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Author Topic: New Regulation. Let's all welcome CAPR 20-3 to our family of Regs!  (Read 1515 times)
kcebnaes
Member

Posts: 92
Unit: GLR-OH-064

« on: March 20, 2017, 11:57:59 PM »

Attached is the new CAPR 20-3. It deals with IG Inspections.
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Maj Sean Beck
Ohio Wing
Group VI Commander
Phil Hirons, Jr.
Salty & Seasoned Contributor

Posts: 793
Unit: NER-RI-033

« Reply #1 on: March 21, 2017, 10:43:08 AM »

Not entirely new. It replaces 123-3
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zippity
Recruit

Posts: 16
Unit: Metric

« Reply #2 on: March 21, 2017, 04:48:31 PM »

Am I the only one who read the subject title and had this go through their head?

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almostspaatz
Forum Regular

Posts: 115
Unit: GLR-OH-288

Imgur
« Reply #3 on: March 21, 2017, 04:57:34 PM »

Am I the only one who read the subject title and had this go through their head?



No...you weren't the only one...  ;)
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C/Maj Steve Garrett
Eclipse
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« Reply #4 on: April 26, 2017, 06:44:17 PM »

"This document replaces CAPR 123-3, Civil Air Patrol Compliance Inspection Program. This
regulation has been extensively revised and needs to be reviewed in its entirety. Significant
changes have been made to Compliance and Subordinate Unit Inspection procedures to reflect
recent changes in CAP programs. This regulation is applicable to wing, group, cadet squadron,
senior squadron and composite squadron CAP units, but not to Patron and Legislative units."


Flights? 
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"Effort" does not equal "results".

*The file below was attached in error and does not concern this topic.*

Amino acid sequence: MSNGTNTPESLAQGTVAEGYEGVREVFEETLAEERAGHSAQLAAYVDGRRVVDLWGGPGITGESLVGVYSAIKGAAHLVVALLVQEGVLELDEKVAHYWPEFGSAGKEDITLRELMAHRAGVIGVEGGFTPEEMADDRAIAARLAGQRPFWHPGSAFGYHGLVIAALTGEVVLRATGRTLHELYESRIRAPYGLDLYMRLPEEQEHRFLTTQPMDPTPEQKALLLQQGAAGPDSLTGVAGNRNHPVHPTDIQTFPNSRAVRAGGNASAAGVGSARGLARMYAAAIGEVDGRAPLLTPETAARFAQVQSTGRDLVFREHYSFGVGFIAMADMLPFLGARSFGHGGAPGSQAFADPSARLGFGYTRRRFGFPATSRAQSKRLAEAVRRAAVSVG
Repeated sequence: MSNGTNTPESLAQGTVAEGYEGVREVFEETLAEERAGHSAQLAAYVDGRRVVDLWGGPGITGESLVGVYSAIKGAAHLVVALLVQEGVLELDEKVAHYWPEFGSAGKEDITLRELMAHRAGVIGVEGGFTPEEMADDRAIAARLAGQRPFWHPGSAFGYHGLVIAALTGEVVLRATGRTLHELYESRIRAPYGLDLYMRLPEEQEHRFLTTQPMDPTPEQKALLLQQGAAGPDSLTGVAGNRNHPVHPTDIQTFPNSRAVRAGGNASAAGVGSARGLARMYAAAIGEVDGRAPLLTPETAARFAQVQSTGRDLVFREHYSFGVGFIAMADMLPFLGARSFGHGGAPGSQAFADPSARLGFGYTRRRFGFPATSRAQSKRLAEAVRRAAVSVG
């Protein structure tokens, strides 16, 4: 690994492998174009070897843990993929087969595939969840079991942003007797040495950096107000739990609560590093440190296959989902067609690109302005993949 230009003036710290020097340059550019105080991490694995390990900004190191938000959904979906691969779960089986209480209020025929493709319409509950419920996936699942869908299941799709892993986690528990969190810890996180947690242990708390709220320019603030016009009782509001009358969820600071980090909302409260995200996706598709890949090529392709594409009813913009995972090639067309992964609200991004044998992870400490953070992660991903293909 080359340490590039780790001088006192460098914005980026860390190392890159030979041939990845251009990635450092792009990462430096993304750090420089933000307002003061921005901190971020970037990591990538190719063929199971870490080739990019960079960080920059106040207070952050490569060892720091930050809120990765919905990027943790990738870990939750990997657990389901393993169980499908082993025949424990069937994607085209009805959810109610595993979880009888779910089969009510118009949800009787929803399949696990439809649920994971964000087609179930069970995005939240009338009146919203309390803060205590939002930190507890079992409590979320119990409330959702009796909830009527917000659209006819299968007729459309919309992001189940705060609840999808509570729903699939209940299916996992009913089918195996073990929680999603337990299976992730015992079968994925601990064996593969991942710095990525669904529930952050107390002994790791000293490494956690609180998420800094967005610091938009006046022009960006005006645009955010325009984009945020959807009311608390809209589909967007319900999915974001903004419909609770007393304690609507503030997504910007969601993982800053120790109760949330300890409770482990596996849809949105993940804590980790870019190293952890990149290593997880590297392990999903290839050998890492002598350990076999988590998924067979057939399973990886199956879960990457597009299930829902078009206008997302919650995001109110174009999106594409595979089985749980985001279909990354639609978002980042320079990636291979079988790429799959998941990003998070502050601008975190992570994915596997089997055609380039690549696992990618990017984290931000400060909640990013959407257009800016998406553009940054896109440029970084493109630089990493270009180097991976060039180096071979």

The contents of this post are Copyright © 2017 by eclipse. All rights are reserved. Specific permission is given to quote this post here on CAP-Talk only.

LATORRECA
Forum Regular

Posts: 169

« Reply #5 on: April 27, 2017, 02:20:47 AM »

Great cartoon I haven't see those cartoons in decades.  Ahh hope this reg is worth something.


Sent from my iPad using Tapatalk
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THRAWN
Salty & Seasoned Contributor

Posts: 1,782

« Reply #6 on: April 27, 2017, 08:14:30 AM »

"This document replaces CAPR 123-3, Civil Air Patrol Compliance Inspection Program. This
regulation has been extensively revised and needs to be reviewed in its entirety. Significant
changes have been made to Compliance and Subordinate Unit Inspection procedures to reflect
recent changes in CAP programs. This regulation is applicable to wing, group, cadet squadron,
senior squadron and composite squadron CAP units, but not to Patron and Legislative units."


Flights?

Bah. You act like they're a chartered organization or something.
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Strup
"Belligerent....at times...."
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LTC Don
Seasoned Member

Posts: 349
Unit: MER-NC-143

JoCo CAP
« Reply #7 on: April 27, 2017, 08:22:01 AM »

Completely unacceptable, for me:
Quote
9.2. Inspections of subordinate units are expected to occur every 24 months. If a unit exceeds 27 months without a completed and valid SUI, the wing IG shall inform the wing commander, who shall suspend the unitís activities until the SUI is complete. Any excess interval between SUIs beyond 24 months will be subtracted in computing the next SUI due date. For example, an SUI is due in June, but doesn't get completed until August. The unit's next SUI will be 24 months from June.